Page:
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Losing Faith in Faith: From Preacher to Atheist Paperback – September 1, 1992
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"A capable and searching defense of humanism by one who has lived on both sides of the street." -- The Human Quest, Sept.-Oct. 1993
"A substantial and timely addition to the freethought literature." -- The Truth Seeker, Vo. 120, No. 3, 1993
"An excellent, entertaining and highly readable book which can be used to easily demolish the 'strongest' arguments of unreasoning Christians . . . a remarkable debating aid." -- Norm Allen, Atheists of Florida, May 1993
"Barker is compelling, humorous, and rational. His arguments are clear and thought-provoking." -- Andrew Fandre, Huntsville Times, October 24, 1993
"Barker writes well. He seems to reason well . . . and has worked out a ready response to the most common Christian objections to atheism." -- Gordon Stein, Ph.D, The American Rationalist, Vol. 37, No. 5, 1993
"Few other books offer such an insightful and conclusive indictment of religion . . . immensely readable and intellectually stimulating." -- Atheists United, November 1993
From the Publisher
A challenge to believers; an arsenal for skeptics.
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He recalls, "In November I accepted an invitation to preach in Mexicali... Even though I no longer believed what I was preaching, I still enjoyed the travel and the many friends I had south of the border... I went to bed on a cot... I remember staring up at the ceiling ... contemplating my place in the universe. It was at that moment that I experienced the startling reality that I was alone. Completely and utterly alone. There is no supernatural realm, no God, no Devil, no demons, no angels helping me from the other side. There is just nature, and I am a part of nature, and that is all there is. It was simultaneously a frightening and liberating experience." (Pg. 31)
He explains, "I am an atheist because there is no evidence for the existence of God. That should be all that needs to be said about it: no evidence, no belief." (Pg. 87) He adds, "It turns out that the word 'atheism' means much less than I had thought. It is merely the lack of theism. It is not a philosophy of life and it offers no values... Basic atheism is not a belief. It is the lack of belief. There is a difference between believing there is no god and not believing there is a god---both are atheistic, though popular usage has ignored the latter... Atheism is the ABSENCE OF BELIEF in a god, or gods, whether that absence is due to a critical rejection of theistic assertions, to unfamiliarity with the subject..., or to noncommital agnostic/skeptic principles." (Pg. 99) Later, he adds, "Theists claim that there is a god; atheists do not. Religionists often challenge atheists to prove that there is no god; but this misses the point. Atheists claim god is UNPROVED, not DISPROVED. In any argument, the burden of proof is on the one making the claim." (Pg. 122)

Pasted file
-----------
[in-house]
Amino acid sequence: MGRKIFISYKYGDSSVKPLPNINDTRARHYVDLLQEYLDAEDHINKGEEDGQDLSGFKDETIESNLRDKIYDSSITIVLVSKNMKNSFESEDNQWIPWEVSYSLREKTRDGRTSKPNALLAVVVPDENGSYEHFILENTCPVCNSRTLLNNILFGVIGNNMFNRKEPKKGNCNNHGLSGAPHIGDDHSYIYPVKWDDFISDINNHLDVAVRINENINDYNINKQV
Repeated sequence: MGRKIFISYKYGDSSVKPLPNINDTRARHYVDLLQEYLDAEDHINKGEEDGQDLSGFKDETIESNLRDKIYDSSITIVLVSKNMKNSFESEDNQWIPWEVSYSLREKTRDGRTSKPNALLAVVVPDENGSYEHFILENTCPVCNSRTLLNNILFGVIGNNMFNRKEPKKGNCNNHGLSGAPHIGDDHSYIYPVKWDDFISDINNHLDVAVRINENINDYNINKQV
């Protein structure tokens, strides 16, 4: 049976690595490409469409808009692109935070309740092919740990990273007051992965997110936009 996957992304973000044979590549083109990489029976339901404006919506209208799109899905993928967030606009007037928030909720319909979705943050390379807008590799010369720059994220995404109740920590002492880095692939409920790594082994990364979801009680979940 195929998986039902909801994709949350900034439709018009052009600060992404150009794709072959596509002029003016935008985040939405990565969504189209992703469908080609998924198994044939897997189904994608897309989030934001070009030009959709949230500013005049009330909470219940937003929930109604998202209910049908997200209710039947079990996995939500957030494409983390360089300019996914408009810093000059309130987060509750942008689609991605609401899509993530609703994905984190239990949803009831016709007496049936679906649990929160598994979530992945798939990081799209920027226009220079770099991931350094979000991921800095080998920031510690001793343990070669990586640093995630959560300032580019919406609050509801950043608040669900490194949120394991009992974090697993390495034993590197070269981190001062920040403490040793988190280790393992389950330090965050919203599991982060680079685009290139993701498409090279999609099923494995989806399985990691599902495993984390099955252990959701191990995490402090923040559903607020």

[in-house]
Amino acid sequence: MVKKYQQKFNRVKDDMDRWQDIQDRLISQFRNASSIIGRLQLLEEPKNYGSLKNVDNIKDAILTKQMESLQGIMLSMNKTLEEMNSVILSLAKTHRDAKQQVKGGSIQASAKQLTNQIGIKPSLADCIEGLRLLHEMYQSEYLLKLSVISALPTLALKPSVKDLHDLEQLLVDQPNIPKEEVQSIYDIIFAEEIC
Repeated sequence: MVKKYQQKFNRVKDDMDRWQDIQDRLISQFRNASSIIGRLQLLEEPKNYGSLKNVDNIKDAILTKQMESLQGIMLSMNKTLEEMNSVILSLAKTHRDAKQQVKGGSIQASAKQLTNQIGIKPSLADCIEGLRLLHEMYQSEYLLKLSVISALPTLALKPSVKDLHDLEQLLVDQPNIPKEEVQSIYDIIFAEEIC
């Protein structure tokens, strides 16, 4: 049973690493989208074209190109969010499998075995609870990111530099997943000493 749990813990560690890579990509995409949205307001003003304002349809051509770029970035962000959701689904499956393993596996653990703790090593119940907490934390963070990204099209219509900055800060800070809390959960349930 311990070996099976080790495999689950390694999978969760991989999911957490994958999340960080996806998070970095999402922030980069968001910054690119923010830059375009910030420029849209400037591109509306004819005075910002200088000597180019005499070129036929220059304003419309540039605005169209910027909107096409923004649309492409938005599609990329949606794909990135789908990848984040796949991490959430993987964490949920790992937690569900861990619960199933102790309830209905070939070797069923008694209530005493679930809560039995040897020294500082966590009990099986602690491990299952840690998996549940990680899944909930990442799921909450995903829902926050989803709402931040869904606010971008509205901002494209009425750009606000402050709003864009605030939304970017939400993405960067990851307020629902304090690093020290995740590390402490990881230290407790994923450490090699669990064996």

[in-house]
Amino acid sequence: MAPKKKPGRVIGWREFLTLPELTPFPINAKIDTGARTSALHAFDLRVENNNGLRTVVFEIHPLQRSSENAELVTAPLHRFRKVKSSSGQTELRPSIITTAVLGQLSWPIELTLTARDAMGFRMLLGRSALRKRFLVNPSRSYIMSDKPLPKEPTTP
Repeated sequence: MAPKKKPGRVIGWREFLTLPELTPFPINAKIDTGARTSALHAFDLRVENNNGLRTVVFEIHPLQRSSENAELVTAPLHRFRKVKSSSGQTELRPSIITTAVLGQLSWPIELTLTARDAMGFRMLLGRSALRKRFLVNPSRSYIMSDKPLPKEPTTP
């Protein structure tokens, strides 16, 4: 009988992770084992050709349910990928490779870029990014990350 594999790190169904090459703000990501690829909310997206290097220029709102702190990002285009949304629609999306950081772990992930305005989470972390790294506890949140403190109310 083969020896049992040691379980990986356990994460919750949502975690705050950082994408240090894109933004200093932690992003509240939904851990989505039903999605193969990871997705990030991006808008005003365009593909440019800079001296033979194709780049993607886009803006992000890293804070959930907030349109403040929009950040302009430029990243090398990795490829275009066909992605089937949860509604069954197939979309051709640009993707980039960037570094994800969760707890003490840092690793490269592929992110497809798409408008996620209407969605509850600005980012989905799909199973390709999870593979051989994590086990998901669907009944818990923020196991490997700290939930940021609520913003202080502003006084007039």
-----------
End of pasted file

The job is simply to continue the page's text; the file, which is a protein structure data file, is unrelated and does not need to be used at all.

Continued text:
He admits, "Looking back, I have to admit that my greatest doubt was the efficacy of prayer. Prayer simply does not work. Period. I know that I prayed thousands and thousands of prayers that were a waste of time. That is, I know NOW they they were wasted. But since prayer is such a powerful doctrine of Christianity, I imagined that there was some meaning behind it all." (Pg. 108)
He states, "Faith is not the result of fuzzy thinking. It is the CAUSE of it. Simply scoffing at religious nonsense is rarely effective; but then neither is a well-reasoned approach... My position [is] that the New Testament Jesus character, whether or not he actually existed (and I think he probably never lived), is myth, like any other myth." (Pg. 115)
Barker's books are of ongoing interest to atheists, agnostics, skeptics, and other types of freethinkers.
Attacking a system from the outside is a daunting task, as they are seen as the enemy and `speak lies.' Conversely, when one was a champion of the system and now sees its fatal flaws and does not appear to be a radical anarchist, but a normal family man who embraces humanist values (values centered on what is best for mankind, not what pleases a deity) and reason instead of faith, he makes a powerful statement. Barker explains his journey from faith to reason and how many of his "friends" reacted to that process. The balance of book is a rational justification of his beliefs based on the latest findings of science and biblical scholarship. He comes to the conclusion that religion is not only untrue--being only a popular myth--but that it does both societal and individual damage. Instead of many atheists who `live and let live,' Barker believes that religion should be called out and challenged much like Daniel Dennett's sentiments in "Breaking the Spell."
The book is written in a very personal, non-technical manner and by the end I felt that I had come to have very close idea of his personality--much like an old friend--whose only crime is seeking the truth.
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